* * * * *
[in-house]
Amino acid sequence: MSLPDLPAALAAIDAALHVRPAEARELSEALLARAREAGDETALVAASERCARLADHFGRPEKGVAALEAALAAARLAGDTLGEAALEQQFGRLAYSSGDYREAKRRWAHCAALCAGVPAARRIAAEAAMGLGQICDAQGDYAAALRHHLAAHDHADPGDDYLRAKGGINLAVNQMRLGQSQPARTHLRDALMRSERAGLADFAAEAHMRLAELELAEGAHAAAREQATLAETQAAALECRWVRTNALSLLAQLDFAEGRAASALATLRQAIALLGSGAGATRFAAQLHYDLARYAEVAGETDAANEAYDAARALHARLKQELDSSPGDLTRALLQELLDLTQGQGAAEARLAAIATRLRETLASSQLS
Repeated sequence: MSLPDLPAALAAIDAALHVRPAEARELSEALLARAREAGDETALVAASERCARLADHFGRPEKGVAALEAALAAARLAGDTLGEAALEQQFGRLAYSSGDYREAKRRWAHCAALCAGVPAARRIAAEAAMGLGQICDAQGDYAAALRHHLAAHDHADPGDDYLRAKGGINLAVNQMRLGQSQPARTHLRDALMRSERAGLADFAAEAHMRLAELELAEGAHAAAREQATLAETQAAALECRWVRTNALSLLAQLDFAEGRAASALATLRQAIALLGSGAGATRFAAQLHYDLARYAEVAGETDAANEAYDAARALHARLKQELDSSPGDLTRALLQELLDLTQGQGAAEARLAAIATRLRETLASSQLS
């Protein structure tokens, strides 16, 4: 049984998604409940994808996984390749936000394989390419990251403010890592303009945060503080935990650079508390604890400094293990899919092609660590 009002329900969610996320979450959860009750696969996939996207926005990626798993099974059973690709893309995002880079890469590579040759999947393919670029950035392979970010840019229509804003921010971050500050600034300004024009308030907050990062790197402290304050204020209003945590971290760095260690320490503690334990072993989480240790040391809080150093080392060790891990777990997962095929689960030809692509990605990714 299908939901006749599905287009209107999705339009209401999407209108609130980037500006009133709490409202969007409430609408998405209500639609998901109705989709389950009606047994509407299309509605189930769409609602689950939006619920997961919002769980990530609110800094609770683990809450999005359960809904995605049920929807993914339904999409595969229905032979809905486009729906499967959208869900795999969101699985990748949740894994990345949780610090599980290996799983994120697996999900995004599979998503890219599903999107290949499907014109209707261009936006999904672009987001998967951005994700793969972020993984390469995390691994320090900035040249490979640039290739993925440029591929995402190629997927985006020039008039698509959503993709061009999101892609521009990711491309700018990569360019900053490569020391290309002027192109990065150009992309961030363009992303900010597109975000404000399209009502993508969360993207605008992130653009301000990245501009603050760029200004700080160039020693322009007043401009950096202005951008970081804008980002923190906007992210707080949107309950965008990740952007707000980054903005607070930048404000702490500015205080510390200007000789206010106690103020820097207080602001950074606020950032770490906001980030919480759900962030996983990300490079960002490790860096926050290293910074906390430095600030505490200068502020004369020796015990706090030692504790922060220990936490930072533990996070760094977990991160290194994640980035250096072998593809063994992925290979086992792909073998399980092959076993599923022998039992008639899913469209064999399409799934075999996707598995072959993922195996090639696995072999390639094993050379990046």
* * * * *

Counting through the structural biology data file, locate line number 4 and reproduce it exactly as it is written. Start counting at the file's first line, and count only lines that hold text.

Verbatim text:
């Protein structure tokens, strides 16, 4: 049984998604409940994808996984390749936000394989390419990251403010890592303009945060503080935990650079508390604890400094293990899919092609660590 009002329900969610996320979450959860009750696969996939996207926005990626798993099974059973690709893309995002880079890469590579040759999947393919670029950035392979970010840019229509804003921010971050500050600034300004024009308030907050990062790197402290304050204020209003945590971290760095260690320490503690334990072993989480240790040391809080150093080392060790891990777990997962095929689960030809692509990605990714 299908939901006749599905287009209107999705339009209401999407209108609130980037500006009133709490409202969007409430609408998405209500639609998901109705989709389950009606047994509407299309509605189930769409609602689950939006619920997961919002769980990530609110800094609770683990809450999005359960809904995605049920929807993914339904999409595969229905032979809905486009729906499967959208869900795999969101699985990748949740894994990345949780610090599980290996799983994120697996999900995004599979998503890219599903999107290949499907014109209707261009936006999904672009987001998967951005994700793969972020993984390469995390691994320090900035040249490979640039290739993925440029591929995402190629997927985006020039008039698509959503993709061009999101892609521009990711491309700018990569360019900053490569020391290309002027192109990065150009992309961030363009992303900010597109975000404000399209009502993508969360993207605008992130653009301000990245501009603050760029200004700080160039020693322009007043401009950096202005951008970081804008980002923190906007992210707080949107309950965008990740952007707000980054903005607070930048404000702490500015205080510390200007000789206010106690103020820097207080602001950074606020950032770490906001980030919480759900962030996983990300490079960002490790860096926050290293910074906390430095600030505490200068502020004369020796015990706090030692504790922060220990936490930072533990996070760094977990991160290194994640980035250096072998593809063994992925290979086992792909073998399980092959076993599923022998039992008639899913469209064999399409799934075999996707598995072959993922195996090639696995072999390639094993050379990046």